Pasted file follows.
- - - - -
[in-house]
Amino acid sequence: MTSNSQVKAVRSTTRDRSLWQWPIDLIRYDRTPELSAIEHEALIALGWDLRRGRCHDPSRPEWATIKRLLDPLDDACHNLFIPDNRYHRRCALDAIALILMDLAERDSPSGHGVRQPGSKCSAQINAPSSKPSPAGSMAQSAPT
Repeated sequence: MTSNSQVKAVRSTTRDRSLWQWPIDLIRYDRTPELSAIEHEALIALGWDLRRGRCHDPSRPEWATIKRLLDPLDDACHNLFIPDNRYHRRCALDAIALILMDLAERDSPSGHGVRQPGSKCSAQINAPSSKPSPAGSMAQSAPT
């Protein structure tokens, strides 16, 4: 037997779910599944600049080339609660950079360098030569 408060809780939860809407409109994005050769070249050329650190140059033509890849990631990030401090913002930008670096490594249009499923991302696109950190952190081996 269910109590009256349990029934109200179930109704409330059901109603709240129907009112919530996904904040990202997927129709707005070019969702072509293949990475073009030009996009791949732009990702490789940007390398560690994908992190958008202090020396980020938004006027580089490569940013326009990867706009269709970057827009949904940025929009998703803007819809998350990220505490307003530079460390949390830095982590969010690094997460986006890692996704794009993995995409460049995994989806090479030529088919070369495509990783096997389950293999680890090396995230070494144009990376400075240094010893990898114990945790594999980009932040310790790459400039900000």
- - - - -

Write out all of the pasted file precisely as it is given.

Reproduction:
[in-house]
Amino acid sequence: MTSNSQVKAVRSTTRDRSLWQWPIDLIRYDRTPELSAIEHEALIALGWDLRRGRCHDPSRPEWATIKRLLDPLDDACHNLFIPDNRYHRRCALDAIALILMDLAERDSPSGHGVRQPGSKCSAQINAPSSKPSPAGSMAQSAPT
Repeated sequence: MTSNSQVKAVRSTTRDRSLWQWPIDLIRYDRTPELSAIEHEALIALGWDLRRGRCHDPSRPEWATIKRLLDPLDDACHNLFIPDNRYHRRCALDAIALILMDLAERDSPSGHGVRQPGSKCSAQINAPSSKPSPAGSMAQSAPT
């Protein structure tokens, strides 16, 4: 037997779910599944600049080339609660950079360098030569 408060809780939860809407409109994005050769070249050329650190140059033509890849990631990030401090913002930008670096490594249009499923991302696109950190952190081996 269910109590009256349990029934109200179930109704409330059901109603709240129907009112919530996904904040990202997927129709707005070019969702072509293949990475073009030009996009791949732009990702490789940007390398560690994908992190958008202090020396980020938004006027580089490569940013326009990867706009269709970057827009949904940025929009998703803007819809998350990220505490307003530079460390949390830095982590969010690094997460986006890692996704794009993995995409460049995994989806090479030529088919070369495509990783096997389950293999680890090396995230070494144009990376400075240094010893990898114990945790594999980009932040310790790459400039900000």